Nigeria: Factcheck - Does FIRS Retain 40% of Stamp Duty Revenues?

5 August 2020

Claim: A twitter handle claimed in a recent tweet that revenue collecting agencies in Nigeria retain 40 per cent of the funds collected. The tweet was a reaction to the feud between the Nigerian Postal Services (NIPOST) and the Federal Inland Revenue Service (FIRS) on the custody and collection of stamp duty. It implied that the agency collecting the stamp duty (in this case, FIRS) retains 40 percent of the collections.

VERDICT: False. It is not true that the FIRS retains 40 percent of stamp duty collections. Checks revealed that FIRS takes 4 percent as cost of collection for non oil revenues. Data sourced from the Service also showed that its cost of collection has been below 4 percent in recent years.

Full Text: A twitter user, Ben Boye, with 1660 followers, claimed that revenue collecting agencies retain 40 percent of revenue collections.

"The collecting agencies always get about 40% cut," the tweet read.

The twitter user was reacting to a series of tweets by the Board Chairman of the Nigerian Postal Services (NIPOST), Maimuna Abubakar, alleging that the Federal Internal Revenue Service (FIRS) had stolen NIPOST's mandate.

The tweet implied that the impasse between NIPOST and FIRS over stamp duty collection was due to the cut to be retained by the collecting agency.

NIPOST, FIRS impasse over stamp duty collection

The FIRS and NIPOST have recently been at loggers head over the administration and collection of stamp duty revenues for the Federal Government.

In a series of tweets on August 3, the NIPOST Board Chairman, Abubakar, said she was worried and having sleepless nights over the stealing of NIPOST's mandate by FIRS.

"FIRS are now selling stamps instead of buying from us. What is happening, are we expected to keep quiet and let FIRS kill and bury NIPOST? We need to get our mandate back," she tweeted.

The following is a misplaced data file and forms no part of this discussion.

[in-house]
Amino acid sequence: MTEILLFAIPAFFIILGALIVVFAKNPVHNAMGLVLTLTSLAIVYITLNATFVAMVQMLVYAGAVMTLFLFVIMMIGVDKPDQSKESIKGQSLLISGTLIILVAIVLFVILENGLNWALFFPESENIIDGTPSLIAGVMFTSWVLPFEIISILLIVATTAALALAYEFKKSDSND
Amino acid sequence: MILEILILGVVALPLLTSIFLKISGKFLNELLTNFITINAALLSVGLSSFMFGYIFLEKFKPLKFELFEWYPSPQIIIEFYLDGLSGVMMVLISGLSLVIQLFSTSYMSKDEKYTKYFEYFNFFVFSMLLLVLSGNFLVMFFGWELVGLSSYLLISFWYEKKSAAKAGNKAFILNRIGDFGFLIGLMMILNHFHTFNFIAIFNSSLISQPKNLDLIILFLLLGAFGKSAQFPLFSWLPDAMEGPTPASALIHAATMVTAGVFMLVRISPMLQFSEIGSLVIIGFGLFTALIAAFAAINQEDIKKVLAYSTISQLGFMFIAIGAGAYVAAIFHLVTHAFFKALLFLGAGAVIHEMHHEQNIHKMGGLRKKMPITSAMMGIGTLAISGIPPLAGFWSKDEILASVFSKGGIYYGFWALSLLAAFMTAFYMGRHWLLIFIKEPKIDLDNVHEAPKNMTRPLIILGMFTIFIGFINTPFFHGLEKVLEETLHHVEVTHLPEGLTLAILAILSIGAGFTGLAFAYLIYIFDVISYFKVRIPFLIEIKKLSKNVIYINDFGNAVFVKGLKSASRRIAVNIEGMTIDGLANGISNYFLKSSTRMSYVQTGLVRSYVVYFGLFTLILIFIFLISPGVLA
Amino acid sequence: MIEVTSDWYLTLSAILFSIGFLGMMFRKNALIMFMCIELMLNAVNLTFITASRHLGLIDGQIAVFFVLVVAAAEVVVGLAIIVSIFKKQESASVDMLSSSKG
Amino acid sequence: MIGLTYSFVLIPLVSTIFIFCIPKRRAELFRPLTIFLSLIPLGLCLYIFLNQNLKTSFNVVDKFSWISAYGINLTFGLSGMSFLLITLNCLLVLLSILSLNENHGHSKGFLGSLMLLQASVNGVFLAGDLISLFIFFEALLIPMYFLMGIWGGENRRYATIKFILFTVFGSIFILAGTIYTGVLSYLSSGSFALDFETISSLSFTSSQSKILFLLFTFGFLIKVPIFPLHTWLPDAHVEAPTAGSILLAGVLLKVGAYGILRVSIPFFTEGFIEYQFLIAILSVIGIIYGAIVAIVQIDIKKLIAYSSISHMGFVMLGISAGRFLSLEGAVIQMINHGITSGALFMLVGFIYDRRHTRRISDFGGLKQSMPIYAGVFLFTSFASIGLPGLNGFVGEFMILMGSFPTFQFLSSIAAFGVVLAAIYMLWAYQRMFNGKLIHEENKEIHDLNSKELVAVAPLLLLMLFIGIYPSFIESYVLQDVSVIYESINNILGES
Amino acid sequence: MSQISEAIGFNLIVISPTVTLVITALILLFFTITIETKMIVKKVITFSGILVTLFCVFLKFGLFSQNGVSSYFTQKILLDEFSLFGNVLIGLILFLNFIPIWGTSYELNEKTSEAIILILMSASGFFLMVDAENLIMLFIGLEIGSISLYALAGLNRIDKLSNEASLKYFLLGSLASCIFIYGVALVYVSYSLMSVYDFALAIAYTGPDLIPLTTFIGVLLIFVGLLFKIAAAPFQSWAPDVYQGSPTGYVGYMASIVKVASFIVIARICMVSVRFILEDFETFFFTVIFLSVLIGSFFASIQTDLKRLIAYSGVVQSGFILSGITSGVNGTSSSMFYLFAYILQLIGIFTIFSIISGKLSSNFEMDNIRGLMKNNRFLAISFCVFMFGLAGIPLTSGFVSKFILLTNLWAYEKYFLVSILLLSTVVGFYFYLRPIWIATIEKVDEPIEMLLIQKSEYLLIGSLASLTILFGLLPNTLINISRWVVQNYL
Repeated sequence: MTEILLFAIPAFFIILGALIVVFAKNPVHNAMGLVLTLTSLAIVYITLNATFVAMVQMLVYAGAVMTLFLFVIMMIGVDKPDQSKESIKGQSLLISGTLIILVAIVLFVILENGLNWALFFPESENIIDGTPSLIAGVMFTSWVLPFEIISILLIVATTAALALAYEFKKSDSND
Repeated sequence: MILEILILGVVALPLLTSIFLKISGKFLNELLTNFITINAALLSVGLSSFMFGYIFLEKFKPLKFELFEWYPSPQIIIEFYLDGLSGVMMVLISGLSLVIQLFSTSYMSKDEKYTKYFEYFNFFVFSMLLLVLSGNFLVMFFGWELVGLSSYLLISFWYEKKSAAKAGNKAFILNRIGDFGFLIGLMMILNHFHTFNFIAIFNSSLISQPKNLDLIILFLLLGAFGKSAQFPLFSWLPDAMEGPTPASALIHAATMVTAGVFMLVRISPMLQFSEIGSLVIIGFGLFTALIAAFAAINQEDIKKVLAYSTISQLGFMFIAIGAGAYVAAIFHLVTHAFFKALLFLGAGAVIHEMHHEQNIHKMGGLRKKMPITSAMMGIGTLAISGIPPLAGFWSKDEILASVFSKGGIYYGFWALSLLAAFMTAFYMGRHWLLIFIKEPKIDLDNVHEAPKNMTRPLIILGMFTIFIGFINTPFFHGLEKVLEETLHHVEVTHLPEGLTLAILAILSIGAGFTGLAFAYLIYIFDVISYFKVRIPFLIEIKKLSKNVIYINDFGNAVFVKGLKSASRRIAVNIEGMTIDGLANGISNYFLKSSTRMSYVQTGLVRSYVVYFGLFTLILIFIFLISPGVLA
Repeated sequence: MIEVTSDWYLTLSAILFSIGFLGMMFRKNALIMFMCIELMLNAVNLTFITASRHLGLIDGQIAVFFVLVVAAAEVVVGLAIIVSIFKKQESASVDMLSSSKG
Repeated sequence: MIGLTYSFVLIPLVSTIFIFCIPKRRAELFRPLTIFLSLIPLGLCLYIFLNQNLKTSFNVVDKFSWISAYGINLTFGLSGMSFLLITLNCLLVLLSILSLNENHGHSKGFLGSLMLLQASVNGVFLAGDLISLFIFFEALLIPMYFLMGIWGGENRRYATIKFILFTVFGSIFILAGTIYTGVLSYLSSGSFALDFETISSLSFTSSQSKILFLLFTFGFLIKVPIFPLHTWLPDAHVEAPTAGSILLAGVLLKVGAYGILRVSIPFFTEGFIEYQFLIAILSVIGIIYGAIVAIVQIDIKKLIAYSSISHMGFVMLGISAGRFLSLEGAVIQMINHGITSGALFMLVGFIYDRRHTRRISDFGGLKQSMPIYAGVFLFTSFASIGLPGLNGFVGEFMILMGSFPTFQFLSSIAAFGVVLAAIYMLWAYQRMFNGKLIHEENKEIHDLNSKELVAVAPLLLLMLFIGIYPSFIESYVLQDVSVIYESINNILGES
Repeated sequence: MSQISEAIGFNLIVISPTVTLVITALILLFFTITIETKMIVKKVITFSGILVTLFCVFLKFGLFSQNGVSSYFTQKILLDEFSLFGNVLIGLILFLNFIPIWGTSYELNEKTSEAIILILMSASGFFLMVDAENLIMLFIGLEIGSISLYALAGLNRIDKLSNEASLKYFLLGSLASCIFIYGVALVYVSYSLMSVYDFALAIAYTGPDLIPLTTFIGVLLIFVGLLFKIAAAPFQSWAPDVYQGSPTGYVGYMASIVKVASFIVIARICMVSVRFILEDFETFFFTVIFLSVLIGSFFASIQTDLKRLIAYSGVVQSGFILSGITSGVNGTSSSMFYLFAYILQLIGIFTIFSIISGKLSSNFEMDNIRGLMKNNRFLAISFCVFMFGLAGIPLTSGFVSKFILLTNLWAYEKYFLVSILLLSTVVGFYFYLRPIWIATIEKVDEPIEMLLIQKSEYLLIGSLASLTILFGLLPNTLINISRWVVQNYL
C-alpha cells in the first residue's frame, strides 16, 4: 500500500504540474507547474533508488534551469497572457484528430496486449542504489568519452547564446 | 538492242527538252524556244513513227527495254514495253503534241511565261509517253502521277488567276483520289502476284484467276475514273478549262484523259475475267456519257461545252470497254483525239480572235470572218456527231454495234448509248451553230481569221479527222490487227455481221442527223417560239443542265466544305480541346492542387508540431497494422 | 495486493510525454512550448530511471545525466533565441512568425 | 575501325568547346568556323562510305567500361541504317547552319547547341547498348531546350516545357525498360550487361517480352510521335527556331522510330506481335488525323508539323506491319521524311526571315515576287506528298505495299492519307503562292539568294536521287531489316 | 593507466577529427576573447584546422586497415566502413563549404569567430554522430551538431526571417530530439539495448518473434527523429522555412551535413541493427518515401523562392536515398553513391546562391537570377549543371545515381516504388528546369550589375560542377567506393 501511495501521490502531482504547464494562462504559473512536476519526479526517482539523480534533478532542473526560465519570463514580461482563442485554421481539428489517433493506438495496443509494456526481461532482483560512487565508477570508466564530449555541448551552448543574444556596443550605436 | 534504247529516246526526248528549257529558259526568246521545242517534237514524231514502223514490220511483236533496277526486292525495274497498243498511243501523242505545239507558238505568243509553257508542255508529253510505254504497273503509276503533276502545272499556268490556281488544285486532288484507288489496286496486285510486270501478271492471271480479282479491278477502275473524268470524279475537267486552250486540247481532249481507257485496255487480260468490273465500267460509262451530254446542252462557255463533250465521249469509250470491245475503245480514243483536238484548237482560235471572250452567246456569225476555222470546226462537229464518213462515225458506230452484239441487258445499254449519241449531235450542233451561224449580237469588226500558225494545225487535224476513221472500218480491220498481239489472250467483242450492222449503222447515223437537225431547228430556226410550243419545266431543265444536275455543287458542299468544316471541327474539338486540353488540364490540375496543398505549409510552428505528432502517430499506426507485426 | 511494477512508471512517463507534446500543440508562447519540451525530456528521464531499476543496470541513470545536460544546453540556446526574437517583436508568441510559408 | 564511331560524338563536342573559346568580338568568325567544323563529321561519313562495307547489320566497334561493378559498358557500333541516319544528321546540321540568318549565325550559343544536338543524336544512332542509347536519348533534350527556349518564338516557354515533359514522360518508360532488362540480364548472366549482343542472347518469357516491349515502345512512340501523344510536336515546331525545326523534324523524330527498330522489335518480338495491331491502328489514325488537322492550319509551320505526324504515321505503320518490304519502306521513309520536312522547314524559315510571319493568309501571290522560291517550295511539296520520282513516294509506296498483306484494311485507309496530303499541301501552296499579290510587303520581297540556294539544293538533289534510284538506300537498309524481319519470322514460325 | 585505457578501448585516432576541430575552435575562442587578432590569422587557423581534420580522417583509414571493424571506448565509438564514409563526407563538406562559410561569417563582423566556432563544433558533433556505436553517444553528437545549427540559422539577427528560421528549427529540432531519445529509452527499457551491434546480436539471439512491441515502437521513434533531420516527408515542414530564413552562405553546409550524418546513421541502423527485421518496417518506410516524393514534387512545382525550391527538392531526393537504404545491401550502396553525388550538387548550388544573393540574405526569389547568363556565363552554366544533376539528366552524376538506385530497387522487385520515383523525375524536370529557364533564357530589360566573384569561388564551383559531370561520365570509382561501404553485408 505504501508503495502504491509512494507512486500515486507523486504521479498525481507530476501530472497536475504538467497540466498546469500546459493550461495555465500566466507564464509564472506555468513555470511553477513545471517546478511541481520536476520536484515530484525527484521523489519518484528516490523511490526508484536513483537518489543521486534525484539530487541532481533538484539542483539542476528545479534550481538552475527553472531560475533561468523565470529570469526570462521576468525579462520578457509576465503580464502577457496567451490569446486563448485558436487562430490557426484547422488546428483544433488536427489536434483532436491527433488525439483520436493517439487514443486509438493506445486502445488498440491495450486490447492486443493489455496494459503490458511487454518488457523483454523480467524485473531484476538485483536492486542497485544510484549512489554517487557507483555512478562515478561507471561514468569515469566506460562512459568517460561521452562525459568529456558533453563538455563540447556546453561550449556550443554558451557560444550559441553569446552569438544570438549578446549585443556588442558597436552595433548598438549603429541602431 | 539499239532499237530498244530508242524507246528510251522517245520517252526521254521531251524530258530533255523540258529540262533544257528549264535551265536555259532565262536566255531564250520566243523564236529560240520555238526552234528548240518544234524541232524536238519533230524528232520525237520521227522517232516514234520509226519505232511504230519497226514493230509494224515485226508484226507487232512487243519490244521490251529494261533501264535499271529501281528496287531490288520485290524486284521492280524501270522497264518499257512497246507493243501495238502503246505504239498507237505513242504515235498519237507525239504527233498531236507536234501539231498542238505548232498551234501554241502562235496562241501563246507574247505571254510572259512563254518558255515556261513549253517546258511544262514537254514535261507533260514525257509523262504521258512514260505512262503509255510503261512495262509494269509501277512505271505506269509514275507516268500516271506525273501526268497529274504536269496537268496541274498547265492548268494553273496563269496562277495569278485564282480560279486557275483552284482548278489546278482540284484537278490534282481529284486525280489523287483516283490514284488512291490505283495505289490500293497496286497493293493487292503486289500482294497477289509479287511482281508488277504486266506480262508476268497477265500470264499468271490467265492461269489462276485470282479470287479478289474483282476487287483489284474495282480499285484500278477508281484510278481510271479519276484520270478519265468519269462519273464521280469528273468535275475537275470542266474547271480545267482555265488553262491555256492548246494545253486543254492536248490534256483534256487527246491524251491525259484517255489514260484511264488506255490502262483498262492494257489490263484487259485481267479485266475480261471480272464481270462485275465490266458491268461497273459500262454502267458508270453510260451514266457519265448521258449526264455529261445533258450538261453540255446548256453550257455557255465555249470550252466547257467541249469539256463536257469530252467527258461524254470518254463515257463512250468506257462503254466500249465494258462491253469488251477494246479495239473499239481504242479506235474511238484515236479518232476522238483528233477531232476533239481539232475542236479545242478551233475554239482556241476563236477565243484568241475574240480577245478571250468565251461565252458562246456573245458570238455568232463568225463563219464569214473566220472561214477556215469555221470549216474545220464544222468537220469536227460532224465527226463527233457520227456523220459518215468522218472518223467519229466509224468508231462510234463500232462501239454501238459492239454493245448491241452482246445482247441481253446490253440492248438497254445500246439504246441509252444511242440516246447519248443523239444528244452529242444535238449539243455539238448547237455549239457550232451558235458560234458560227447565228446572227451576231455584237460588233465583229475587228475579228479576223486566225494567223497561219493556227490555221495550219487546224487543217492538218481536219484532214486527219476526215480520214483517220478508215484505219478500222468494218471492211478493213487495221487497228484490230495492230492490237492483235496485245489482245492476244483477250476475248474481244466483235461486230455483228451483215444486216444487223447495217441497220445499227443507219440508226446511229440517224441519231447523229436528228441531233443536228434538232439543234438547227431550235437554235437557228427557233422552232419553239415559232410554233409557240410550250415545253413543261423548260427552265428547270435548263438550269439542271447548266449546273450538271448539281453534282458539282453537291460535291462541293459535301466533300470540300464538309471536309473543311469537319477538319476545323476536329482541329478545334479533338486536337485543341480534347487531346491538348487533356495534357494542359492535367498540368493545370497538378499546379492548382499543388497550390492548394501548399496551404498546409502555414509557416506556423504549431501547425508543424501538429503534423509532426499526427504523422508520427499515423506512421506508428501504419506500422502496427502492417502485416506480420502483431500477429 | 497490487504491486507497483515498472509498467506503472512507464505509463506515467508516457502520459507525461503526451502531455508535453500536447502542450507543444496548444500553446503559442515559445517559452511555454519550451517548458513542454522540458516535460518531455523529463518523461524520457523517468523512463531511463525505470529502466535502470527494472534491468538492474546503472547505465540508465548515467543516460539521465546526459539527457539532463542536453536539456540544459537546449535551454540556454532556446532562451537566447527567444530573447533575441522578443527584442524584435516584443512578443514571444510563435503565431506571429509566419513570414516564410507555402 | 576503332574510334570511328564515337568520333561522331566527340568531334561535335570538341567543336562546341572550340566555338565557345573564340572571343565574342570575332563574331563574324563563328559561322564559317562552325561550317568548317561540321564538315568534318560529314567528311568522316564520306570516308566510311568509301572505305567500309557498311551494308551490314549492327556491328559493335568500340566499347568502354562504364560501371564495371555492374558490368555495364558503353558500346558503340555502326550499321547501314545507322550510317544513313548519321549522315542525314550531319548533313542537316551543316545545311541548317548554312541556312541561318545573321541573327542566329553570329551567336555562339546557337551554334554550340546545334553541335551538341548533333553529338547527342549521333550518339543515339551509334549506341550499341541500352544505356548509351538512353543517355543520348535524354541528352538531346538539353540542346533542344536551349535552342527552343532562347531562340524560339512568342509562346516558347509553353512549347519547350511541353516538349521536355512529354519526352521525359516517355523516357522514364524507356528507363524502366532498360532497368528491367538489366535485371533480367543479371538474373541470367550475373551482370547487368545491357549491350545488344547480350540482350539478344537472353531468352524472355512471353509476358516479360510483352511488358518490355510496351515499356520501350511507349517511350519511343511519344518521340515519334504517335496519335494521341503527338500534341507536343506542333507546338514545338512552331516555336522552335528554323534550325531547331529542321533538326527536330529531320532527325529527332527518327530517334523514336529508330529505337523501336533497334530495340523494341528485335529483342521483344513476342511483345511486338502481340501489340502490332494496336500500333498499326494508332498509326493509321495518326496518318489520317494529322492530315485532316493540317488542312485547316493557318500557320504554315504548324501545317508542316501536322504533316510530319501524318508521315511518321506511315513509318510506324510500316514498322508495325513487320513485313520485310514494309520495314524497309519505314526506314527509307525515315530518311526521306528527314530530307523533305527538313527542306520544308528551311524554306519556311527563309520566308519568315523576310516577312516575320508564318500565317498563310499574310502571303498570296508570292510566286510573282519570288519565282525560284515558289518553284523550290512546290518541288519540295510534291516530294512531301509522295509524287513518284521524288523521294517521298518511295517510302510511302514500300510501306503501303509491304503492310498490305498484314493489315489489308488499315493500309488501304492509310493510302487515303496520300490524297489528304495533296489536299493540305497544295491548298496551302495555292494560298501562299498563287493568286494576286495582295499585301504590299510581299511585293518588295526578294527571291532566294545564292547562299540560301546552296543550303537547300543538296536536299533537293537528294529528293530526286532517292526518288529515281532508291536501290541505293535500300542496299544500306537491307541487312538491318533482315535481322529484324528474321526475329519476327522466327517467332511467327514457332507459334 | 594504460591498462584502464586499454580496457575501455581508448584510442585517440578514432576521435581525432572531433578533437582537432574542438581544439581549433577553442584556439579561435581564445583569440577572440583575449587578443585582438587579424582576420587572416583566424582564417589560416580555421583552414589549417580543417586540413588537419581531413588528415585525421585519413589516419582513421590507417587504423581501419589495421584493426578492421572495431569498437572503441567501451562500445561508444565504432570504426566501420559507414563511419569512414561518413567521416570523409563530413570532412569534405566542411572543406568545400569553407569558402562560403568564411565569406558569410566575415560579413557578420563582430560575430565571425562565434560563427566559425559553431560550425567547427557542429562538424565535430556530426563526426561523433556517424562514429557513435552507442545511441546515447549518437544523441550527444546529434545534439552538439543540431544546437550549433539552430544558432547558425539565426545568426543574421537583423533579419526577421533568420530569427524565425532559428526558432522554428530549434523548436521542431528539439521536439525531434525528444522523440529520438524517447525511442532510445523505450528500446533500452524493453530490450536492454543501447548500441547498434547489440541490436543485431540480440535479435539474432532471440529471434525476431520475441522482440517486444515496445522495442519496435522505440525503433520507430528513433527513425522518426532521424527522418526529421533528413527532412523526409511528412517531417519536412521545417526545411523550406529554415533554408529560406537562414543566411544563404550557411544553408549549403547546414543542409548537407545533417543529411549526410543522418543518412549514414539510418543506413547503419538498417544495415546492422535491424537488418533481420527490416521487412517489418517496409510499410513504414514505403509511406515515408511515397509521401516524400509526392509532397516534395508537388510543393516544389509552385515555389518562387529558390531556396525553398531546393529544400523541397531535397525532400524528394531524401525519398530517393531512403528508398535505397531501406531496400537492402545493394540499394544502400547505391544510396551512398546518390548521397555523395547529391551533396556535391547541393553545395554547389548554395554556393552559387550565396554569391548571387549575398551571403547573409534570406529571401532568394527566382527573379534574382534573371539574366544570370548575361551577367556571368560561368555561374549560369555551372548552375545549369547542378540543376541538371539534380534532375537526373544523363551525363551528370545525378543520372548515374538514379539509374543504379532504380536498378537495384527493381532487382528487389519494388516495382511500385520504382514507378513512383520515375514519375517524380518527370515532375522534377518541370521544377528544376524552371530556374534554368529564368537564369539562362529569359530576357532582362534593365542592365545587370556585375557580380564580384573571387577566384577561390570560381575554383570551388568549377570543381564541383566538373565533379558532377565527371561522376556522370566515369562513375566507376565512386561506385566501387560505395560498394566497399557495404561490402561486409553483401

She said NIPOST is the sole custodian of national stamps as another agency printing and selling stamps is against the law of the land.

"FIRS did not only steal our stamps but also our ideas, what NIPOST had worked for since 2016, our documents, patent and sneaked everything into the finance bill and tactically removed the name of NIPOST," she tweeted.

Reacting, the FIRS, through its Director of Communication and Liaison, Abdullahi Ismaila Ahmed, said NIPOST is a government parastatal established by Decree 41 of 1992 with the function to develop, promote, and provide adequate and efficiently coordinated postal services at reasonable rates.

"This function is clearly contrary to the claim by NIPOST over the administration of stamp duties in Nigeria," FIRS said.

The Service said FIRS is the sole agency of government charged with the responsibility of assessing, collecting, and accounting for all tax types including Stamp Duties.

"The FIRS is determined to not only ensure that all monies collected by NIPOST into its illegally operated Stamp Duties Account are fully remitted into the Federation Account but also make sure that any kobo not accounted for in that account is legally recovered," FIRS said.

4% or 40%?